The motivational impact of the mundane
Why does an unlikely hypothesis keep being reheated?
One of the aspects that excited me about moving to secondary school was the facilities. My primary school did not have science labs and it certainly had nothing like the woodwork and metalwork rooms I clocked during my induction day. I had an interest in computers, robots, rockets, aircraft and so on. Perhaps I would learn the skills to make a robot arm or radio-controlled model boat?
So it was with enthusiasm that I embarked upon my first rotation through a subject that was oddly known as ‘Design and Realisation’. Unfortunately, it turned out that we were not going to use any of the specialist equipment. Our teacher explained that we would work in groups to design a business, create a logo for that business and display that logo on a cardboard model of the business. I could have done that at primary school.
So, we played along. One member of our group quite liked making logos so we farmed that task out to him. I came up with the business idea — a combined slaughterhouse and meat packaging plant dubbed, ‘Floppy Cows’. After that, I chatted amiably to my friends as they cut and glued and decorated cardboard. Our amusement at the teacher’s attempts to navigate the seriousness of our proposal, before eventually having to give us a top score because we had met all her stated criteria, was tinged with bitterness.
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One of the reasons I am so jaded about progressive education is because I was subjected to its silliness as a schoolboy and I understand how disappointing it feels to be on the receiving end. And a particularly silly idea that informed the design-a-business task was that young people will necessarily be motivated by mundane real-world contexts.
Where does this idea come from? You only have to go to the children’s section of a bookshop to conclude that escapism, wizards, magic, outer space and adventure are what sell. Where are the children’s books about going to the supermarket or carpeting a house? Where are the novels about starting a perfectly ordinary accountancy firm? You will be looking a long time.
I think the origins of the idea lie in the widely held assumption that school is purely preparation for work. It comes from taking seriously the spanner that more savvy students hurl into the classroom machine when they ask us, “When am I ever going to use this in real life?” Instead of confidently answering that they may never need to use it and that’s fine — that they can stay perfectly ignorant of quadratic equations, Shakespeare, the Second World War, the beliefs and practices of other cultures and everything else that goes in to being a grown-up and responsible citizen, and yet still survive in a modern western democracy — we take the question on face value and start apologising for the subject we teach.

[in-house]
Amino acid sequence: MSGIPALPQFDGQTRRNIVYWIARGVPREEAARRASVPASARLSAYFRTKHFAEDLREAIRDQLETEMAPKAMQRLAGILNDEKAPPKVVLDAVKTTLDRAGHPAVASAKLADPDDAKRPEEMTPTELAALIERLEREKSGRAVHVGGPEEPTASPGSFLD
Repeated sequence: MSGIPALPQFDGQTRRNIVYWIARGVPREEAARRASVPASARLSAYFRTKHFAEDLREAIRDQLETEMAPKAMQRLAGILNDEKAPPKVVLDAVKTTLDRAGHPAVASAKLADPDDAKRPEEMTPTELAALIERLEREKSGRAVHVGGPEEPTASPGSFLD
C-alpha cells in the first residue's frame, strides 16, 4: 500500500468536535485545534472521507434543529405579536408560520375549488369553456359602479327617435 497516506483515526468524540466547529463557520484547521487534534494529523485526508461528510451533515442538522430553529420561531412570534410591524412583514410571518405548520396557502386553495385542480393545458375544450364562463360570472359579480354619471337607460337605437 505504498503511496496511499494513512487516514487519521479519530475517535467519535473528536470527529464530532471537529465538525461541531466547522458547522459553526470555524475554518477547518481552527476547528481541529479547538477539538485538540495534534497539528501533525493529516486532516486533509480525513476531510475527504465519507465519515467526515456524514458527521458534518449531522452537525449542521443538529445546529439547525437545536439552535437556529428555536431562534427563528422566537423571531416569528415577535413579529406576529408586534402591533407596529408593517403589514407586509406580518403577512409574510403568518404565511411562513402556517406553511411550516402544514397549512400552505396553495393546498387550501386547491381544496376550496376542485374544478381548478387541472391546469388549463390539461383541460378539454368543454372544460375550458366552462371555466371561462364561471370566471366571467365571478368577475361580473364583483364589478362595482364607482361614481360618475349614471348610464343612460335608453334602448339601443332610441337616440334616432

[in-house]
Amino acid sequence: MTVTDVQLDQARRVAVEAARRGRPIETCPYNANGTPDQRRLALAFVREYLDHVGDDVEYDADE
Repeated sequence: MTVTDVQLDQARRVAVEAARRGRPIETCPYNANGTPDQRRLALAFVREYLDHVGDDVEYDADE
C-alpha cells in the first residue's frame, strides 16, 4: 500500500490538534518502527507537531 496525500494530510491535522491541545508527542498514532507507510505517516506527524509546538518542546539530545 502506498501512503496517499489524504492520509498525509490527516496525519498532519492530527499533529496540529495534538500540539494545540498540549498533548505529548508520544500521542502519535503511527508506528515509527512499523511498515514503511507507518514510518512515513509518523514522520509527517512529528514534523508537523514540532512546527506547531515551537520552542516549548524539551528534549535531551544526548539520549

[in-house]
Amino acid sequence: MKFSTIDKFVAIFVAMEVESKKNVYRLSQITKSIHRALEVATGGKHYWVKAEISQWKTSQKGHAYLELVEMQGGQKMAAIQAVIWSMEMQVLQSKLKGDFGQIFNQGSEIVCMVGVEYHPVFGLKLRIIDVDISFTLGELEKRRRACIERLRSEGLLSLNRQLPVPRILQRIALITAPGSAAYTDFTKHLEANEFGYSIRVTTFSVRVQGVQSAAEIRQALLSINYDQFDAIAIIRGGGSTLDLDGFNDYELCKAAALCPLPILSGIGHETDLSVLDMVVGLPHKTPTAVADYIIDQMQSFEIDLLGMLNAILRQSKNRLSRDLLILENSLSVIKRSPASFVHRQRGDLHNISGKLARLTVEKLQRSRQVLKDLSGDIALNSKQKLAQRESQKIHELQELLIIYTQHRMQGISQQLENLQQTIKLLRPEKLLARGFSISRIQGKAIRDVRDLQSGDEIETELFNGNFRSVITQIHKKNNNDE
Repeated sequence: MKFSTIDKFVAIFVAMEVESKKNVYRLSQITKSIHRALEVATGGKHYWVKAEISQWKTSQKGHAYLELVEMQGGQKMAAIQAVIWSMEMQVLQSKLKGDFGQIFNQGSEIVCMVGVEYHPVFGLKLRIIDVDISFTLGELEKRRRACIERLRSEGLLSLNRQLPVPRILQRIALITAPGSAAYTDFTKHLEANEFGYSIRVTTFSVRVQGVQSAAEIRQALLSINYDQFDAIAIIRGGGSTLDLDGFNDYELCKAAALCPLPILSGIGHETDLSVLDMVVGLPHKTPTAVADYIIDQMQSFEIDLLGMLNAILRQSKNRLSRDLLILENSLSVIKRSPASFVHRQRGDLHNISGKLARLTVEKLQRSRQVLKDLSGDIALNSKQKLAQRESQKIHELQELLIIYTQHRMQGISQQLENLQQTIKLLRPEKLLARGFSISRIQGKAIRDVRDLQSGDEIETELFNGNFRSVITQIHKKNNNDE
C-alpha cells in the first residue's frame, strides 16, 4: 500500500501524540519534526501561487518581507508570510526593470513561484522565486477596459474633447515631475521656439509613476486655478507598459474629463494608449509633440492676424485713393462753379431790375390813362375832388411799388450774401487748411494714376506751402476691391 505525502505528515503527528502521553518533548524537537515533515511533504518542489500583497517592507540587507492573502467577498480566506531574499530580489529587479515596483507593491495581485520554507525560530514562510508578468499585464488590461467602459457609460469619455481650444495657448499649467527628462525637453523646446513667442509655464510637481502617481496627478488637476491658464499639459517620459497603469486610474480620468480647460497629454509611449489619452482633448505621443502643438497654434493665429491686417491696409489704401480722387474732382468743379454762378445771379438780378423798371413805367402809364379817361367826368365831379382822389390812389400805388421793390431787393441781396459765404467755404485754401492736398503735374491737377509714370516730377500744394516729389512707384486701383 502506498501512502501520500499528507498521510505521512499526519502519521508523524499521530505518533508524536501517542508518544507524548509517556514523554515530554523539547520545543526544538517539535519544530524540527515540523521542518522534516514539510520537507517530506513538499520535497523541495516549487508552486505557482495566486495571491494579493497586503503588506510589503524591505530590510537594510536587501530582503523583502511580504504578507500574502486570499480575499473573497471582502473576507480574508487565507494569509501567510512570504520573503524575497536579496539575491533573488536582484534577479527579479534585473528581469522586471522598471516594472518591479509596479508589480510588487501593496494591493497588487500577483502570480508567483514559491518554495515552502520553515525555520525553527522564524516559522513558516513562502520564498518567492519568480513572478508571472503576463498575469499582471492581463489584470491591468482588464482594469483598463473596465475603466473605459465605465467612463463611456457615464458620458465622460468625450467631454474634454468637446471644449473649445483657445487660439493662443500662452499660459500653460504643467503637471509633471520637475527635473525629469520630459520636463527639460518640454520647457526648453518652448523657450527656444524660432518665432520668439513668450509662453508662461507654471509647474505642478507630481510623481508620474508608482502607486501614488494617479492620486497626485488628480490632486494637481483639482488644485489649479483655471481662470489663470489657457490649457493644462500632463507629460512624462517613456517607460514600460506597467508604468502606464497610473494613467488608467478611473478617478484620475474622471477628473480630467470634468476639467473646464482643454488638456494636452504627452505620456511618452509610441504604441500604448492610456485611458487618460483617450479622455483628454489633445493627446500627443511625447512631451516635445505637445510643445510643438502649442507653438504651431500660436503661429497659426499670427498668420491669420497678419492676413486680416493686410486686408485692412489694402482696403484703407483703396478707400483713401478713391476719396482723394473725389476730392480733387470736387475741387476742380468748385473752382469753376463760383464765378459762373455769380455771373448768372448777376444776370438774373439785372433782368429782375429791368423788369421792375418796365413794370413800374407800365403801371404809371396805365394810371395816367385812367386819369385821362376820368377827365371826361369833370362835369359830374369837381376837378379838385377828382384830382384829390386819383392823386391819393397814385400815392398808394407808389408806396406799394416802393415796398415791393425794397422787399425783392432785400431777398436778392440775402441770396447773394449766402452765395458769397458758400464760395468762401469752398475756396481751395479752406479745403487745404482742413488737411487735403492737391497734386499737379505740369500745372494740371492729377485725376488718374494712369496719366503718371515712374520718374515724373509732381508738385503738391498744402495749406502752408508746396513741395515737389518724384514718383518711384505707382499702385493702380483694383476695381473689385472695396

I have a theory that this creeps in during primary school when we are imploring children to swallow the brussels sprouts of early maths. We falsely claim this will be essential for calculating change at the supermarket or for the completion of some other tedious chore. No wonder they throw this back at us as frustrated teens.
It is possible to zero-in on any single item of knowledge and make a case that an individual can survive or even flourish without it. Strangely, some people take pleasure in bragging of their hatred for Shakespeare or algebra or French or grammar or whatever. Of course, nobody hearing these exclamations cares, and so they function more as a primal scream, exorcising and rationalising past frustrations and regrets.
Picking-off little corners of knowledge misses the point because knowledge is valuable in sum. When we have plenty of mental schemas, we can start making connections. We can solve new problems and be creative. Sure, we can all point to ignorant multimillionaires mouthing off about how successful they are even though they never learnt anything at school, but for every ignorant multimillionaire, there are countless more who are just plain ignorant.
Yes, there are frustrated teenagers who lack motivation. However, this is often because they are struggling. Motivation and academic success form a virtuous circle. Success breeds motivation which breeds further success. The only way to build long-term motivation is to teach a subject really well so that students start to grasp it.
And yet nobody thinks this. They think the solution for unmotivated maths students is to ask them to estimate the volume of furniture when booking storage space. We all love moving house, right? What’s more motivating than that? Excuse me while I shudder at the thought.